Georgia mayor convicted over damage to excavator, resigns
NASHVILLE, Ga. (AP) — A south Georgia mayor has been convicted of theft and property damage after he used an excavator without permission last year and damaged it.
Local news outlets report Taylor Scarbrough, 57, of Nashville was convicted Wednesday of theft by conversion, theft by deception and criminal damage to property in the second degree, court records show. He was acquitted of theft of services.
A judge Thursday sentenced Scarbrough to six months in jail, to be followed by another nine-and-a-half years on probation, according to court records.
Gov. Brian Kemp had earlier suspended Scarbrough from the Nashville mayor’s post and Scarbrough resigned before he was sentenced.
District Attorney Chase Studstill said Scarbrough will also have to complete 200 hours of community service. A judge will hold a hearing later this month on forcing Scarbrough to pay restitution for the damage.
Mayor Pro Tem John Clayton, who has been serving as acting mayor, told The Valdosta Daily Times the Nashville City Council will meet next week to consider a special election. Scarbrough’s term would have run through December 2023.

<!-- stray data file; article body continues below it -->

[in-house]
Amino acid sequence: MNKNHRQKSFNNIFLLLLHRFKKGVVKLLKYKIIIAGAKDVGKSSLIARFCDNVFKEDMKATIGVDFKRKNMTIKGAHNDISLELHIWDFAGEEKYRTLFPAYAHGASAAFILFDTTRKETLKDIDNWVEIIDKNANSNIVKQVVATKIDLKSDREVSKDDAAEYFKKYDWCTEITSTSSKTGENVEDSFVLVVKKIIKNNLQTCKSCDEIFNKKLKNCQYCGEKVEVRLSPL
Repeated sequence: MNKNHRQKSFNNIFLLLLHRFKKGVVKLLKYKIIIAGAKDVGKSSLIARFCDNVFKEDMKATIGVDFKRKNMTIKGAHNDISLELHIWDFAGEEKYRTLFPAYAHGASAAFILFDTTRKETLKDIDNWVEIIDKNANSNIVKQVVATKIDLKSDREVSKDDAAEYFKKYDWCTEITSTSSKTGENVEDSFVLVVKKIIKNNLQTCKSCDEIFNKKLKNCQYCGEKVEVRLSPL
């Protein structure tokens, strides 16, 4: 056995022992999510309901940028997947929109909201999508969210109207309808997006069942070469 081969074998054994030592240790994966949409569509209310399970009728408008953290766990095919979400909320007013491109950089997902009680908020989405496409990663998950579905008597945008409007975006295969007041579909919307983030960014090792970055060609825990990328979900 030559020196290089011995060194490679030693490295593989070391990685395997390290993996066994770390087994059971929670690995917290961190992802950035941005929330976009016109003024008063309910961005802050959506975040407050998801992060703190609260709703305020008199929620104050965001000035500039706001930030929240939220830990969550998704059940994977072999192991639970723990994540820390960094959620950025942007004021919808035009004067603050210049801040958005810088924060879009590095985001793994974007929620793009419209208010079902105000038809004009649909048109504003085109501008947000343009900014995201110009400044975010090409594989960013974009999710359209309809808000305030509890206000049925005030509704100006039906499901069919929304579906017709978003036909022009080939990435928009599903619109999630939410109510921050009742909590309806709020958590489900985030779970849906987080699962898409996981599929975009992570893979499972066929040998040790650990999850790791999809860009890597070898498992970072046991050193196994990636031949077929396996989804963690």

The Georgia Bureau of Investigation said Scarbrough used James Hobbs’ excavator without permission in August 2020 and caused “significant damage” to the machine. Video showed some parts of the excavator were heavily dented. Hobbs valued the damage at $12,000.
Hobbs said he was working for Scarbrough and left his excavator on the mayor’s land overnight. Hobbs said Scarbrough did not have permission to use the equipment.
Scarborough disputed Hobbs, saying he did have permission. He admitted to damaging the machine, but said Hobbs did not give him enough time to file an insurance claim to pay for the damage.